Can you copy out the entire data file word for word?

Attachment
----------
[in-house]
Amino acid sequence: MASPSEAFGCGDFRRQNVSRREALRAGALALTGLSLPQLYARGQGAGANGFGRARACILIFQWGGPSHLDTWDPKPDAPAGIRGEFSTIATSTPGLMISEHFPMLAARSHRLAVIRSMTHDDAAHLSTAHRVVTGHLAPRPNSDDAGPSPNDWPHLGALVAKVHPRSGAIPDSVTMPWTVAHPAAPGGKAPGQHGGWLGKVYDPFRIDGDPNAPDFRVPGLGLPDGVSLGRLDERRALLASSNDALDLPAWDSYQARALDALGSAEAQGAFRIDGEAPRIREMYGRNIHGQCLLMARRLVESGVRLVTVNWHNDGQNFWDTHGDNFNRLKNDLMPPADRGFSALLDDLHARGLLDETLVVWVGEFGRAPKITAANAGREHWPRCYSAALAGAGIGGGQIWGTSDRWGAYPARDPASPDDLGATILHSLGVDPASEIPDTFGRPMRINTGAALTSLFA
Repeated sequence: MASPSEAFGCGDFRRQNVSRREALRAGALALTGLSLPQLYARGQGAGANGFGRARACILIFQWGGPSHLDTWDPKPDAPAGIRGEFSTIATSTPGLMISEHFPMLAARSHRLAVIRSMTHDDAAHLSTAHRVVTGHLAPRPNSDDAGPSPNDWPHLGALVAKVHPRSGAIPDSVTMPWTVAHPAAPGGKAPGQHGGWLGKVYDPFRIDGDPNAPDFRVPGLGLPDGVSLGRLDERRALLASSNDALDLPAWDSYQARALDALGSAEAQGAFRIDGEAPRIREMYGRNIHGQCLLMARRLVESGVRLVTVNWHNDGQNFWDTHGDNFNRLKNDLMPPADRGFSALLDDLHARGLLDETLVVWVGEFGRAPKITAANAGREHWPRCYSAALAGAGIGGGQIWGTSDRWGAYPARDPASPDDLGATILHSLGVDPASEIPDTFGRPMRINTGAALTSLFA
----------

[in-house]
Amino acid sequence: MASPSEAFGCGDFRRQNVSRREALRAGALALTGLSLPQLYARGQGAGANGFGRARACILIFQWGGPSHLDTWDPKPDAPAGIRGEFSTIATSTPGLMISEHFPMLAARSHRLAVIRSMTHDDAAHLSTAHRVVTGHLAPRPNSDDAGPSPNDWPHLGALVAKVHPRSGAIPDSVTMPWTVAHPAAPGGKAPGQHGGWLGKVYDPFRIDGDPNAPDFRVPGLGLPDGVSLGRLDERRALLASSNDALDLPAWDSYQARALDALGSAEAQGAFRIDGEAPRIREMYGRNIHGQCLLMARRLVESGVRLVTVNWHNDGQNFWDTHGDNFNRLKNDLMPPADRGFSALLDDLHARGLLDETLVVWVGEFGRAPKITAANAGREHWPRCYSAALAGAGIGGGQIWGTSDRWGAYPARDPASPDDLGATILHSLGVDPASEIPDTFGRPMRINTGAALTSLFA
Repeated sequence: MASPSEAFGCGDFRRQNVSRREALRAGALALTGLSLPQLYARGQGAGANGFGRARACILIFQWGGPSHLDTWDPKPDAPAGIRGEFSTIATSTPGLMISEHFPMLAARSHRLAVIRSMTHDDAAHLSTAHRVVTGHLAPRPNSDDAGPSPNDWPHLGALVAKVHPRSGAIPDSVTMPWTVAHPAAPGGKAPGQHGGWLGKVYDPFRIDGDPNAPDFRVPGLGLPDGVSLGRLDERRALLASSNDALDLPAWDSYQARALDALGSAEAQGAFRIDGEAPRIREMYGRNIHGQCLLMARRLVESGVRLVTVNWHNDGQNFWDTHGDNFNRLKNDLMPPADRGFSALLDDLHARGLLDETLVVWVGEFGRAPKITAANAGREHWPRCYSAALAGAGIGGGQIWGTSDRWGAYPARDPASPDDLGATILHSLGVDPASEIPDTFGRPMRINTGAALTSLFA